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Morning Coffee: Five reasons why Citi’s Asian staff will miss Stephen Bird

Citi's Steven Bird leaves Asia

Bird is flying off to New York

Citi’s Asia Pacific CEO Stephen Bird is moving to New York to head up its global consumer bank. Bird’s considerable achievements during his long career at Citi in Asia suggest that his replacement, Francisco Aristeguieta, will have his work cut out to meet the rising expectations of Citi staff in the region.

Here are some of the reasons why Citi employees in Asia will miss Bird:

1) He’s made Asia more profitable

Asia Pacific ex-Japan made up 19% of Citi’s global earnings in the fourth quarter, the largest percentage of any region outside North America.

2) He’s cracked China

Bird has been the “driving force” behind Citi’s Chinese expansion – its branch network has increased from 50 to 150 in the past three years, reports Finance Asia. Citi was one of the first firms to open in the Shanghai Free Trade Zone and Bird’s regime also saw the launch of the Citi Orient Securities investment banking joint-venture.

3) He understands the back office

Bird isn’t only admired by the bank’s revenue generators. He joined Citi in 1998 as head of Asia Pacific operations and technology and is still regarded as an “analytical boss”, according to the Wall Street Journal.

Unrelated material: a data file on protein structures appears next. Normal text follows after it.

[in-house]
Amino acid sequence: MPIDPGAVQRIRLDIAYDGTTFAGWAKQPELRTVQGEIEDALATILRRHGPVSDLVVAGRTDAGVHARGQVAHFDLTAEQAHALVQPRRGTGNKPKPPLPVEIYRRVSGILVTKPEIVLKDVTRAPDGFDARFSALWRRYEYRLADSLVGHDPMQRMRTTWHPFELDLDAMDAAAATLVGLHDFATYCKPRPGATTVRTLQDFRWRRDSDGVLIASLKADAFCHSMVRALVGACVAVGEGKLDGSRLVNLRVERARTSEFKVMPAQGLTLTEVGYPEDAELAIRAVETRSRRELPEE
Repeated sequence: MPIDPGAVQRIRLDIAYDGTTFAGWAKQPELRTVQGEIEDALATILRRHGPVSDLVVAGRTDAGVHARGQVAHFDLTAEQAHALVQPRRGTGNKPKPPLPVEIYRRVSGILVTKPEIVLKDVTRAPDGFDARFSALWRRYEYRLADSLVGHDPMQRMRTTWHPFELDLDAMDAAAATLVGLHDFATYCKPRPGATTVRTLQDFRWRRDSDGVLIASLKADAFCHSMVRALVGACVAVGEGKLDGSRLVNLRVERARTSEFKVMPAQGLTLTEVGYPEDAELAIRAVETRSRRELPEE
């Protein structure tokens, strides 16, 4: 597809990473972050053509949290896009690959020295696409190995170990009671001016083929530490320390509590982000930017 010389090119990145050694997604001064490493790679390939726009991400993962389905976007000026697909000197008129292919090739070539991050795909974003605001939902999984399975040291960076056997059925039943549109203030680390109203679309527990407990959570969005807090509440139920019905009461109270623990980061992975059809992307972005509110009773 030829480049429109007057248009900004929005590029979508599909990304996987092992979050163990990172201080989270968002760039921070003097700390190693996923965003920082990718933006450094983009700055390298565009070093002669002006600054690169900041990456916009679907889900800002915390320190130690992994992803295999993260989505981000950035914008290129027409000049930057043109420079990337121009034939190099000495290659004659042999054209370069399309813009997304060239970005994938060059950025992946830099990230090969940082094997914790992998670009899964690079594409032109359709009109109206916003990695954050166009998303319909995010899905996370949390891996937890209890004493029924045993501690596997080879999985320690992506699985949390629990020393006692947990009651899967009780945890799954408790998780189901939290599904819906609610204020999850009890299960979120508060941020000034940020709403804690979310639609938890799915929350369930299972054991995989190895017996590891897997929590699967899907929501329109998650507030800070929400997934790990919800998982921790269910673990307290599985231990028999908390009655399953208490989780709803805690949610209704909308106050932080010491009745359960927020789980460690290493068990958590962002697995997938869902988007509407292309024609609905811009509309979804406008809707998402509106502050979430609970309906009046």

4) He’s made Asia a bigger player internally

Citi may be a US bank, but under Bird’s leadership Asia got to play a bigger part in its global strategy. ‘Project Rainbow’, the firm’s core banking platform, was developed in Singapore not New York.

5) He’s almost a local

Scotsman Bird isn’t a short-stint expat (the type that local staff often don’t take kindly to) – he’s spent most of his banking career in Asia. He’s even known for quoting Chinese proverbs to Citi employees, says the WSJ.

Meanwhile:

HSBC has appointed headhunters to find new non-executive directors. (Channel News Asia)

10 fintech start-ups shaking up Asian banking. (CBR)

Should Hong Kong Exchanges and Clearing keep its role as the exchange regulator? (South China Morning Post)

What we can learn from OCBC’s “hidden assets”. (Motley Fool)

World baffled by Singaporean school maths problem. (BBC)


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